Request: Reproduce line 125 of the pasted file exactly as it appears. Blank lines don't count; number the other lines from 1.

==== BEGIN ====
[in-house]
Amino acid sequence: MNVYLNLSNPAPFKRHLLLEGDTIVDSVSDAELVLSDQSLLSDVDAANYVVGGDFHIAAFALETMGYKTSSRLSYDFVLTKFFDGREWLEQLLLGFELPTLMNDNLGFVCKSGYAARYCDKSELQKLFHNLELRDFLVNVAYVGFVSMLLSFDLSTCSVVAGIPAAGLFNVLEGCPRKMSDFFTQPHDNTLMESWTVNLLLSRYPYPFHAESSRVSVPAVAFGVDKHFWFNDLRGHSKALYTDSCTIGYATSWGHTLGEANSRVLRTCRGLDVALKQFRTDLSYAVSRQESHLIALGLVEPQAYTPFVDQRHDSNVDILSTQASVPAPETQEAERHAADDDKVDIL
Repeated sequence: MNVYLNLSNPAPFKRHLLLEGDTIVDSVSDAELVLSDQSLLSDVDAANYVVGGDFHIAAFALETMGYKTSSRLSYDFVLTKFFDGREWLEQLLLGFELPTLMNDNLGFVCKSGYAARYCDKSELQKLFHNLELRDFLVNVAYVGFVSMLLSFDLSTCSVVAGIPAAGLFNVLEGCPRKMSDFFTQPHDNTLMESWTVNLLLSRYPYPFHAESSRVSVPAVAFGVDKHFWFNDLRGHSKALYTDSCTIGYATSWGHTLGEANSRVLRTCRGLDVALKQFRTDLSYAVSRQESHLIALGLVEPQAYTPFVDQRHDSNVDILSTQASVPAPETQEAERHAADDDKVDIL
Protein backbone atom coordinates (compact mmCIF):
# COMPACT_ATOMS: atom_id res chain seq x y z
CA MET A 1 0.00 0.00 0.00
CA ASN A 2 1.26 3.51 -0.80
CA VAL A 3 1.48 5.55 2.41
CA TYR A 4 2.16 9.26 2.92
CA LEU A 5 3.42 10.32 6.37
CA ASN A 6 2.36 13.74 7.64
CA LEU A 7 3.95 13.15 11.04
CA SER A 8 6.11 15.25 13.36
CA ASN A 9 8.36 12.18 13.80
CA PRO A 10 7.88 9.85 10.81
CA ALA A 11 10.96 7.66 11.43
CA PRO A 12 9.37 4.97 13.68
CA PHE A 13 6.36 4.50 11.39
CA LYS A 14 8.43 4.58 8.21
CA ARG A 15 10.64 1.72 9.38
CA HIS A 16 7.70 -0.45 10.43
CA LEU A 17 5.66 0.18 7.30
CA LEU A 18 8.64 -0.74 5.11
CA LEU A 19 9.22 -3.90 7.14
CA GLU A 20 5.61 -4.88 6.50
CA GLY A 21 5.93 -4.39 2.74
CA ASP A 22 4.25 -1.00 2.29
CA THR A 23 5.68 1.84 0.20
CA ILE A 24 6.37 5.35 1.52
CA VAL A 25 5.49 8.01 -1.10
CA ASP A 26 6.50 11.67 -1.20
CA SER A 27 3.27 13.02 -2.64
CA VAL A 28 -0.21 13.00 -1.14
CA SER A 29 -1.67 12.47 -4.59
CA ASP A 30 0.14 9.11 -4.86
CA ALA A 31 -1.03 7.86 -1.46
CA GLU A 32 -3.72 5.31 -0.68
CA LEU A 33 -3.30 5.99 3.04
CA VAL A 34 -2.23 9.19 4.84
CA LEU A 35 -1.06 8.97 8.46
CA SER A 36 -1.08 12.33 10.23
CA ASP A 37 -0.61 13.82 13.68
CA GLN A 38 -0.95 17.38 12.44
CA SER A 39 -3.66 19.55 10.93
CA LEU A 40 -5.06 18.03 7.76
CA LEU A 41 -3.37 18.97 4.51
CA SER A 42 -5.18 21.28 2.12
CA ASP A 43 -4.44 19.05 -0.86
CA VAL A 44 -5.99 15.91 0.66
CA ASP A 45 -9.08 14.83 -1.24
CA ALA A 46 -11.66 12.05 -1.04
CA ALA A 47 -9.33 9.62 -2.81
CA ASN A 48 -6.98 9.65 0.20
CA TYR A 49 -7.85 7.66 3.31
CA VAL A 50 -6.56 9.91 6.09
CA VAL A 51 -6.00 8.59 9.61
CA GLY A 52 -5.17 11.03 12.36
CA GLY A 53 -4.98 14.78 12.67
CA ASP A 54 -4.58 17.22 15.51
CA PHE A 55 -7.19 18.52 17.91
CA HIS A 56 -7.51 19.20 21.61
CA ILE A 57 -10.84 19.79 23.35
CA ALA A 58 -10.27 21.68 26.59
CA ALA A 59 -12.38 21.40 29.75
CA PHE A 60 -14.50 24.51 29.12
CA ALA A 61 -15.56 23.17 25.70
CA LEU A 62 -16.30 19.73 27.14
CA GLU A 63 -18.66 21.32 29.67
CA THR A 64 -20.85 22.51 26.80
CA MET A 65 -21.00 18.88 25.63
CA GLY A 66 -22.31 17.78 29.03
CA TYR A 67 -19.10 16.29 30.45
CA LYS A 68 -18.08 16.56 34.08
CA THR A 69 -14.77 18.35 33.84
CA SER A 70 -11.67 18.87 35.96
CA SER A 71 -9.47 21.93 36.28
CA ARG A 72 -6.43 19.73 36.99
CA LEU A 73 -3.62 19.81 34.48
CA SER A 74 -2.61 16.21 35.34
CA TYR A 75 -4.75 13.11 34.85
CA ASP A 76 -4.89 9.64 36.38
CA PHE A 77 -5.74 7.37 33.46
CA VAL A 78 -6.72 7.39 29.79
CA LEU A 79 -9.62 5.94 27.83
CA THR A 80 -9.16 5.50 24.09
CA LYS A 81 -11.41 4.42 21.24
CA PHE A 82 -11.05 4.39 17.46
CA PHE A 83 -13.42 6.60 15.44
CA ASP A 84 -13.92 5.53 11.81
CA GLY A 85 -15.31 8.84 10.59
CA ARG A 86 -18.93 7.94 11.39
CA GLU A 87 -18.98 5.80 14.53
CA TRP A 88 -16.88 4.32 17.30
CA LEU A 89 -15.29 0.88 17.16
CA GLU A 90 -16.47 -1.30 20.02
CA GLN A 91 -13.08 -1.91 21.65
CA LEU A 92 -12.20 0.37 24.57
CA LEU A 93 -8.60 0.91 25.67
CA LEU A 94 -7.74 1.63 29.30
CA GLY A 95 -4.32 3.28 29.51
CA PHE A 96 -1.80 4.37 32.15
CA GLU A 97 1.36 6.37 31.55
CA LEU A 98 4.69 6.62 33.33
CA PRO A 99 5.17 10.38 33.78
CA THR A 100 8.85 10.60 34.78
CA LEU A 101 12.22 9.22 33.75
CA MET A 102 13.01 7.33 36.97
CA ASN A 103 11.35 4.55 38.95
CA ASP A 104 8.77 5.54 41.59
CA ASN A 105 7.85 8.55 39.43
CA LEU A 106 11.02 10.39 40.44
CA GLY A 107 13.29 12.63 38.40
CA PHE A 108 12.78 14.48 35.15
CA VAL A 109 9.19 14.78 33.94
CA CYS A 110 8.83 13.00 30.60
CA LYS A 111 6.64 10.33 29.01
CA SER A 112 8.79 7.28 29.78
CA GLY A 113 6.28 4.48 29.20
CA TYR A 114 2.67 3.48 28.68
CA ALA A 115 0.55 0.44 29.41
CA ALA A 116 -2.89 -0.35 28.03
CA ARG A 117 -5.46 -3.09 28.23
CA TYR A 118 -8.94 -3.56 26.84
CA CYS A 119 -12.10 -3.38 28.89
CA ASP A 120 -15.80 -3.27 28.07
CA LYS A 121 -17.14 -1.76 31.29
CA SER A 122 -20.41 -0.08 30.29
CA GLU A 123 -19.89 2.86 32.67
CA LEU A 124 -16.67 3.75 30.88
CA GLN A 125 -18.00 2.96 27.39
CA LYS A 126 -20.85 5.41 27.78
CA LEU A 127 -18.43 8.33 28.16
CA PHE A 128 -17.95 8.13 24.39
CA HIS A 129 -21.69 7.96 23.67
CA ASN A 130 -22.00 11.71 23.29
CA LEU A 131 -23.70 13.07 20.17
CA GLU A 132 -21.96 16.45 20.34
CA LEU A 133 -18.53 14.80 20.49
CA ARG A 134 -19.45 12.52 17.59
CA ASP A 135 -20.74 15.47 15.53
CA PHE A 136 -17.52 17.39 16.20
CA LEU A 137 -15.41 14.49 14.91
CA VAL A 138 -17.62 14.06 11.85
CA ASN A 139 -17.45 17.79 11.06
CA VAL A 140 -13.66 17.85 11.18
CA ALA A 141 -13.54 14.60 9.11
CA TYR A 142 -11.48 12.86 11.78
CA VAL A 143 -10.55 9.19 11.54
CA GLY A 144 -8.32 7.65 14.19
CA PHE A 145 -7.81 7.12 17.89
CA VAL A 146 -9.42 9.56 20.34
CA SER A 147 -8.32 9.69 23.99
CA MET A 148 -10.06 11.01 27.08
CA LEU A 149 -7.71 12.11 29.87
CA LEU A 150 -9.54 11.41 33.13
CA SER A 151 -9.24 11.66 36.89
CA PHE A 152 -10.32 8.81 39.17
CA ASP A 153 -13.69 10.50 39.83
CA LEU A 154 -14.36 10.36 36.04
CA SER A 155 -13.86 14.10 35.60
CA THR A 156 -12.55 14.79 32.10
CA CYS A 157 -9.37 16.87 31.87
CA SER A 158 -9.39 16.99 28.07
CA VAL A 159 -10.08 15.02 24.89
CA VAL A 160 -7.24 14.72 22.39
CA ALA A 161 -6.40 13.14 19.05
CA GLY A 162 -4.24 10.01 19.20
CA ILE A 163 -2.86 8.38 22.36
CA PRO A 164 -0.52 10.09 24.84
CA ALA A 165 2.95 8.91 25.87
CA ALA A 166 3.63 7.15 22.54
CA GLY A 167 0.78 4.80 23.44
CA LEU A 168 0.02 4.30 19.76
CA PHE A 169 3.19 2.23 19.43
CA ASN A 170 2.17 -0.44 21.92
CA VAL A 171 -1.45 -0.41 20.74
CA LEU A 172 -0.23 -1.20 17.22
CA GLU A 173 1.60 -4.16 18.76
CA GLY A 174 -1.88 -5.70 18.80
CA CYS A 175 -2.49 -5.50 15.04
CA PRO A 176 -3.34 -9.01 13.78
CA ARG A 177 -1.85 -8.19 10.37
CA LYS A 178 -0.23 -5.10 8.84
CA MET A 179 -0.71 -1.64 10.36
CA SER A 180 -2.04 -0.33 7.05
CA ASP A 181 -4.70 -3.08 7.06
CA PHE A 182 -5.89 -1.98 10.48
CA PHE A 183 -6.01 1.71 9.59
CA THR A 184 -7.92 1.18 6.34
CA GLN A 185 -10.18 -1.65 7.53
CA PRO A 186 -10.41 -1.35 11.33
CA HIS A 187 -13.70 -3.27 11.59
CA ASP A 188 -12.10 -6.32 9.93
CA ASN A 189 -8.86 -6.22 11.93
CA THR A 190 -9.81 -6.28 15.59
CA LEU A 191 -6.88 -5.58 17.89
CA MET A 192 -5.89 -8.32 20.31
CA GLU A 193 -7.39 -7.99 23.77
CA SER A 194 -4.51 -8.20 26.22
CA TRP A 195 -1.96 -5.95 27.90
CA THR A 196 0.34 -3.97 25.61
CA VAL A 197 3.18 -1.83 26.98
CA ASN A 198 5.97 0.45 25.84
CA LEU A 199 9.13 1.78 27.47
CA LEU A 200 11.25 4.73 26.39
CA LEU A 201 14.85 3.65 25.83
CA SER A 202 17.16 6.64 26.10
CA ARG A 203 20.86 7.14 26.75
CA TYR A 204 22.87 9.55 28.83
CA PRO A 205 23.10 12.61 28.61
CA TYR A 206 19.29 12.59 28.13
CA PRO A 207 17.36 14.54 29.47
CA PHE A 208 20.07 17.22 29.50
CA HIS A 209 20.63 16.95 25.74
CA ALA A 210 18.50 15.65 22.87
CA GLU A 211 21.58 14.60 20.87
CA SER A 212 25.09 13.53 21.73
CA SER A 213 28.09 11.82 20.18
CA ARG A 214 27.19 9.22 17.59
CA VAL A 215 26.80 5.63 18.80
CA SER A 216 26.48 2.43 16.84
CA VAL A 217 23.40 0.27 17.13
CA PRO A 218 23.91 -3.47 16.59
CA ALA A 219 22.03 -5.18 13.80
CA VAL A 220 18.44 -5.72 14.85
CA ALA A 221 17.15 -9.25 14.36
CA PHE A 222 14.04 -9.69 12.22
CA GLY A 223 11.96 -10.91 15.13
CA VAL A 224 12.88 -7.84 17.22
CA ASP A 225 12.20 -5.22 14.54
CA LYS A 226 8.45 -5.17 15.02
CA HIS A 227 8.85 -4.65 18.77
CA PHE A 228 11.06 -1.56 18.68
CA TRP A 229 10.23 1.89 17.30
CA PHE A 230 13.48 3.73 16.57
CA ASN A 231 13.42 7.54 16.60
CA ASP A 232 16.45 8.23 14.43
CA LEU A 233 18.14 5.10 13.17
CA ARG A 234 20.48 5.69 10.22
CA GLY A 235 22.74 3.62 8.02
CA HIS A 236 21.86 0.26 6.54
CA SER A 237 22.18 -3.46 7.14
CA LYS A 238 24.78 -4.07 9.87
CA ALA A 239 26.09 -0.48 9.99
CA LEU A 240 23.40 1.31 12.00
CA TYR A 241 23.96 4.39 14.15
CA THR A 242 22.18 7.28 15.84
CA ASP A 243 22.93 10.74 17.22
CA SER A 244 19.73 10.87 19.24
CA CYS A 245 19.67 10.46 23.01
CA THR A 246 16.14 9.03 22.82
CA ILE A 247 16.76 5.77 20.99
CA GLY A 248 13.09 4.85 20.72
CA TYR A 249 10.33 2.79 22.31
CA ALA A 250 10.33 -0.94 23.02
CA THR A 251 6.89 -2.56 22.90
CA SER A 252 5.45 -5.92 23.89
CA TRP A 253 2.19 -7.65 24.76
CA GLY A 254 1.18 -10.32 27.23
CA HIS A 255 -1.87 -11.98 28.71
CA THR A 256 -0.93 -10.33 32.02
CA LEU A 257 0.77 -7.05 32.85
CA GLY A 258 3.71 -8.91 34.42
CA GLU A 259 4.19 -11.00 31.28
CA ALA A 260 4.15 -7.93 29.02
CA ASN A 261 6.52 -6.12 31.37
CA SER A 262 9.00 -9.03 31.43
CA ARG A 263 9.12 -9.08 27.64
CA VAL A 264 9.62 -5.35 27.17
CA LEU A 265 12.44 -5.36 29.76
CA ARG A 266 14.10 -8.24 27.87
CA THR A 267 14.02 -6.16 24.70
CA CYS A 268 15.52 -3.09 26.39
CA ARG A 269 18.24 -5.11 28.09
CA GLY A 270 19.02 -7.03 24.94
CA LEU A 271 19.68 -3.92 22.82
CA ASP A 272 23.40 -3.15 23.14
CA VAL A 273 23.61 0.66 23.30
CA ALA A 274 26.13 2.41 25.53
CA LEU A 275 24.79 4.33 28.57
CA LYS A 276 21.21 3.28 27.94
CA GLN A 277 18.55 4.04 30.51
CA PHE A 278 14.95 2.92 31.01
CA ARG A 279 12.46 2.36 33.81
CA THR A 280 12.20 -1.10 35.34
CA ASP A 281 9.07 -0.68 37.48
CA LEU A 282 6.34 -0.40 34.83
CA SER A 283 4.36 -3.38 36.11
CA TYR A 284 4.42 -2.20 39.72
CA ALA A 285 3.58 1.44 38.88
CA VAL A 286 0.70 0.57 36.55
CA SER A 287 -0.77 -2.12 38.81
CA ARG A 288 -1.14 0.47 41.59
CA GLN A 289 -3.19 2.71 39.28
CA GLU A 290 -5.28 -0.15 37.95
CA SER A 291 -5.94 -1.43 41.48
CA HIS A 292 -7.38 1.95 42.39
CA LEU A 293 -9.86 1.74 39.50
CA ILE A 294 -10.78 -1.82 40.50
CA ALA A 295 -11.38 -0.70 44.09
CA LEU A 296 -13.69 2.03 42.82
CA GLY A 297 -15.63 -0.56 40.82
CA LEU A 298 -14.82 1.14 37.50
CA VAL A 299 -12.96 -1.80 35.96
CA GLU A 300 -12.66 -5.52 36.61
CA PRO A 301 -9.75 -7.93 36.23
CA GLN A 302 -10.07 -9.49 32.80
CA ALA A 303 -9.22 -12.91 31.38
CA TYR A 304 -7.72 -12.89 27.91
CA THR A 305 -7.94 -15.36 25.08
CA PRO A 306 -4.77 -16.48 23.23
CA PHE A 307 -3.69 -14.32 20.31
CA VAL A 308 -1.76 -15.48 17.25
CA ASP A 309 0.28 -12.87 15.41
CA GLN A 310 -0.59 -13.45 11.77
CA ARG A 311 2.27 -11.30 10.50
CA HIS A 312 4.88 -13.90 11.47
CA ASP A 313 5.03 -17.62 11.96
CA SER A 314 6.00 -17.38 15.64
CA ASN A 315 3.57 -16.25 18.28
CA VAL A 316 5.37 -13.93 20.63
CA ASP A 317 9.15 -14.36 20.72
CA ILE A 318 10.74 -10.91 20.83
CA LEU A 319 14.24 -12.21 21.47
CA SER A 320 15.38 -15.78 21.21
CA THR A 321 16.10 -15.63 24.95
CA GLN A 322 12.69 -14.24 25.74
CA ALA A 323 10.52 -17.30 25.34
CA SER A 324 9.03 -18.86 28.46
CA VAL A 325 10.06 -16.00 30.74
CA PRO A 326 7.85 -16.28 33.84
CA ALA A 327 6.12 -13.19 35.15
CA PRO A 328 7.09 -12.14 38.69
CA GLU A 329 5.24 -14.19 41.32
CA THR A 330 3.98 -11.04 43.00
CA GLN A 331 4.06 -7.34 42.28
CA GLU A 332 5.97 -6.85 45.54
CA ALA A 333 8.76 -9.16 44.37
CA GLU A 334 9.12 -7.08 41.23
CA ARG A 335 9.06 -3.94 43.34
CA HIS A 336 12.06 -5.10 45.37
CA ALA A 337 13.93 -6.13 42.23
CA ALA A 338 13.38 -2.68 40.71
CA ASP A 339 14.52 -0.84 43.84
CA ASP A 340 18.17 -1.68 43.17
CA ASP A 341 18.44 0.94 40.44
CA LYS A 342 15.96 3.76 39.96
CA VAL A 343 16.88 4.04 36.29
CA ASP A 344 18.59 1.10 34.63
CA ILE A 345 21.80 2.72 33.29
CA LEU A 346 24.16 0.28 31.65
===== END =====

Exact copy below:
CA ASP A 120 -15.80 -3.27 28.07